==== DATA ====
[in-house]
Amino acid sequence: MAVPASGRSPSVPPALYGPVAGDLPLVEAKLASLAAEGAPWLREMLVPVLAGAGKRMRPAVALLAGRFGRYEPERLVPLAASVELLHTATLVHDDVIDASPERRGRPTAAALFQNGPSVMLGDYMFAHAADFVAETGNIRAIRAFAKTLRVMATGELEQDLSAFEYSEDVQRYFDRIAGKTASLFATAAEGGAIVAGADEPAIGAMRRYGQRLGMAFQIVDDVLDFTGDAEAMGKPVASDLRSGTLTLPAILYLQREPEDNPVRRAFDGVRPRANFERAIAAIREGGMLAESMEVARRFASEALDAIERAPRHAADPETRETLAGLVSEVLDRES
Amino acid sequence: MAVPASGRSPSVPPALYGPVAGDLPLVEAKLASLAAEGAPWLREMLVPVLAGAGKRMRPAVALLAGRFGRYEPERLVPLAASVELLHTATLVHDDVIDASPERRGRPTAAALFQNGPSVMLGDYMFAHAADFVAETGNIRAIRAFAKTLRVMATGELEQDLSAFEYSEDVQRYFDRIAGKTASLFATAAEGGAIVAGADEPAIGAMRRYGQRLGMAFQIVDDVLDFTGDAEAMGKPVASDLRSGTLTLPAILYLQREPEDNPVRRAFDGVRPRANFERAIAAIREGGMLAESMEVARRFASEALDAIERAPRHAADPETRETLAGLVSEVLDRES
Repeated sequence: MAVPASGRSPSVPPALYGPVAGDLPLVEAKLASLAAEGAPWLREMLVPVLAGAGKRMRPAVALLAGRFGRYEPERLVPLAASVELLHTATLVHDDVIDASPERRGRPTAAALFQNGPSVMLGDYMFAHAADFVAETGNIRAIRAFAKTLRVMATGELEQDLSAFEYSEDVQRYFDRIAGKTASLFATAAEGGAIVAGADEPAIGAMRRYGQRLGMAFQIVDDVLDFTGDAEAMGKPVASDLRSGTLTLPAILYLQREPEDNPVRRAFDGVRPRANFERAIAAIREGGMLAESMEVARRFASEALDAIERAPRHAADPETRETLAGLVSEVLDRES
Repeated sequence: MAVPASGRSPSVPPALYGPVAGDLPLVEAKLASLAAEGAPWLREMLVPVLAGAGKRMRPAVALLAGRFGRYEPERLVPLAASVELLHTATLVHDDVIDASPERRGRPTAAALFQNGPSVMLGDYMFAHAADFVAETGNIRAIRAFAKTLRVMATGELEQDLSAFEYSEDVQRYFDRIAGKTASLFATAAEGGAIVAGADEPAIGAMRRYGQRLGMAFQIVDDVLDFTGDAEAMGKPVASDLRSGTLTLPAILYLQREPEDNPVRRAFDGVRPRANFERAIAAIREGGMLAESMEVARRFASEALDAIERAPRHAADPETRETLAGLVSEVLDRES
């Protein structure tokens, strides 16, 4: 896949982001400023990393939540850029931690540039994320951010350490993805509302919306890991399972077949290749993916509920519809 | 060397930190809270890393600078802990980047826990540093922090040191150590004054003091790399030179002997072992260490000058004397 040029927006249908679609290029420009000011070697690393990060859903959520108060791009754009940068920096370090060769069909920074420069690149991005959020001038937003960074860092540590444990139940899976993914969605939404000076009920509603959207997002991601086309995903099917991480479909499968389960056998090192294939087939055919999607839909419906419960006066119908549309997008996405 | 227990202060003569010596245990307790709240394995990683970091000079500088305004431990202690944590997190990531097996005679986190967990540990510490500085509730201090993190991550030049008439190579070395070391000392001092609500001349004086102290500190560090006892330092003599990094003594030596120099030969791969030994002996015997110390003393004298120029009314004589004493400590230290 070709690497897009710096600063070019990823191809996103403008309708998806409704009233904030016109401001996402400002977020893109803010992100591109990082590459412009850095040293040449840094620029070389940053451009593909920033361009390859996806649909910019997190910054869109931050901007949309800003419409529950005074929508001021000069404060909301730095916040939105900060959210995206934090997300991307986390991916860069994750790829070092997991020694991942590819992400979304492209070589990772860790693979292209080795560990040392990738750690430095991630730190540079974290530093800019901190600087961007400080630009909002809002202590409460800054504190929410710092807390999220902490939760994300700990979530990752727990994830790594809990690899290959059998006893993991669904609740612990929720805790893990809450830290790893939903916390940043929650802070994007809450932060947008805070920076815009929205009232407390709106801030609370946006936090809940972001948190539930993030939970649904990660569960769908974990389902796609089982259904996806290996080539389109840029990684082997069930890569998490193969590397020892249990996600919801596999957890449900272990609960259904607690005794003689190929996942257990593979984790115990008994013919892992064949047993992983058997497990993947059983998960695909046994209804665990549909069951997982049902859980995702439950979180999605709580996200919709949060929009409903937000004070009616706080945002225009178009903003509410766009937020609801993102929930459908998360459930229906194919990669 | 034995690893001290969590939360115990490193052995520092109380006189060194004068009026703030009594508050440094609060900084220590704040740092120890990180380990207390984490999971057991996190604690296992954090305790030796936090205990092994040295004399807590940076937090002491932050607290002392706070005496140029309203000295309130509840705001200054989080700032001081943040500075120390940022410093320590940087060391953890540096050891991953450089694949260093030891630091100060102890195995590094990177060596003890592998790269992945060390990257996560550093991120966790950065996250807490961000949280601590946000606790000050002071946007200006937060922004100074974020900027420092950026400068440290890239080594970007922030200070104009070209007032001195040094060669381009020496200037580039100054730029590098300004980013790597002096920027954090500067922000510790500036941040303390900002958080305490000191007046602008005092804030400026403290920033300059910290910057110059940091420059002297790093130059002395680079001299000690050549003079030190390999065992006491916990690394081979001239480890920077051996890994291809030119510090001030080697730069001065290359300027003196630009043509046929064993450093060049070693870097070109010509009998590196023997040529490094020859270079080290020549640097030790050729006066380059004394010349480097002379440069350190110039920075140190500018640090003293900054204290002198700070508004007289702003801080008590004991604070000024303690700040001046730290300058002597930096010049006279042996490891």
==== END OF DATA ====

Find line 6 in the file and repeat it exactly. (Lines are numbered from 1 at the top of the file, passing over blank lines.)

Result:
């Protein structure tokens, strides 16, 4: 896949982001400023990393939540850029931690540039994320951010350490993805509302919306890991399972077949290749993916509920519809 | 060397930190809270890393600078802990980047826990540093922090040191150590004054003091790399030179002997072992260490000058004397 040029927006249908679609290029420009000011070697690393990060859903959520108060791009754009940068920096370090060769069909920074420069690149991005959020001038937003960074860092540590444990139940899976993914969605939404000076009920509603959207997002991601086309995903099917991480479909499968389960056998090192294939087939055919999607839909419906419960006066119908549309997008996405 | 227990202060003569010596245990307790709240394995990683970091000079500088305004431990202690944590997190990531097996005679986190967990540990510490500085509730201090993190991550030049008439190579070395070391000392001092609500001349004086102290500190560090006892330092003599990094003594030596120099030969791969030994002996015997110390003393004298120029009314004589004493400590230290 070709690497897009710096600063070019990823191809996103403008309708998806409704009233904030016109401001996402400002977020893109803010992100591109990082590459412009850095040293040449840094620029070389940053451009593909920033361009390859996806649909910019997190910054869109931050901007949309800003419409529950005074929508001021000069404060909301730095916040939105900060959210995206934090997300991307986390991916860069994750790829070092997991020694991942590819992400979304492209070589990772860790693979292209080795560990040392990738750690430095991630730190540079974290530093800019901190600087961007400080630009909002809002202590409460800054504190929410710092807390999220902490939760994300700990979530990752727990994830790594809990690899290959059998006893993991669904609740612990929720805790893990809450830290790893939903916390940043929650802070994007809450932060947008805070920076815009929205009232407390709106801030609370946006936090809940972001948190539930993030939970649904990660569960769908974990389902796609089982259904996806290996080539389109840029990684082997069930890569998490193969590397020892249990996600919801596999957890449900272990609960259904607690005794003689190929996942257990593979984790115990008994013919892992064949047993992983058997497990993947059983998960695909046994209804665990549909069951997982049902859980995702439950979180999605709580996200919709949060929009409903937000004070009616706080945002225009178009903003509410766009937020609801993102929930459908998360459930229906194919990669 | 034995690893001290969590939360115990490193052995520092109380006189060194004068009026703030009594508050440094609060900084220590704040740092120890990180380990207390984490999971057991996190604690296992954090305790030796936090205990092994040295004399807590940076937090002491932050607290002392706070005496140029309203000295309130509840705001200054989080700032001081943040500075120390940022410093320590940087060391953890540096050891991953450089694949260093030891630091100060102890195995590094990177060596003890592998790269992945060390990257996560550093991120966790950065996250807490961000949280601590946000606790000050002071946007200006937060922004100074974020900027420092950026400068440290890239080594970007922030200070104009070209007032001195040094060669381009020496200037580039100054730029590098300004980013790597002096920027954090500067922000510790500036941040303390900002958080305490000191007046602008005092804030400026403290920033300059910290910057110059940091420059002297790093130059002395680079001299000690050549003079030190390999065992006491916990690394081979001239480890920077051996890994291809030119510090001030080697730069001065290359300027003196630009043509046929064993450093060049070693870097070109010509009998590196023997040529490094020859270079080290020549640097030790050729006066380059004394010349480097002379440069350190110039920075140190500018640090003293900054204290002198700070508004007289702003801080008590004991604070000024303690700040001046730290300058002597930096010049006279042996490891």